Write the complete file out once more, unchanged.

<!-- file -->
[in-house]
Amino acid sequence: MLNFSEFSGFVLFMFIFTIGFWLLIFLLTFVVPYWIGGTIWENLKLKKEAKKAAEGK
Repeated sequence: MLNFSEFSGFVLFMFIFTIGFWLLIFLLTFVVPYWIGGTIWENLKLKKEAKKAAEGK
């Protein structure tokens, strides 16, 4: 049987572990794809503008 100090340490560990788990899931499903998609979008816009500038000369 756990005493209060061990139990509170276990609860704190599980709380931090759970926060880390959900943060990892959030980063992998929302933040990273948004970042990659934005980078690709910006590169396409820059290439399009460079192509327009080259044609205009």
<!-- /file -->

[in-house]
Amino acid sequence: MLNFSEFSGFVLFMFIFTIGFWLLIFLLTFVVPYWIGGTIWENLKLKKEAKKAAEGK
Repeated sequence: MLNFSEFSGFVLFMFIFTIGFWLLIFLLTFVVPYWIGGTIWENLKLKKEAKKAAEGK
């Protein structure tokens, strides 16, 4: 049987572990794809503008 100090340490560990788990899931499903998609979008816009500038000369 756990005493209060061990139990509170276990609860704190599980709380931090759970926060880390959900943060990892959030980063992998929302933040990273948004970042990659934005980078690709910006590169396409820059290439399009460079192509327009080259044609205009």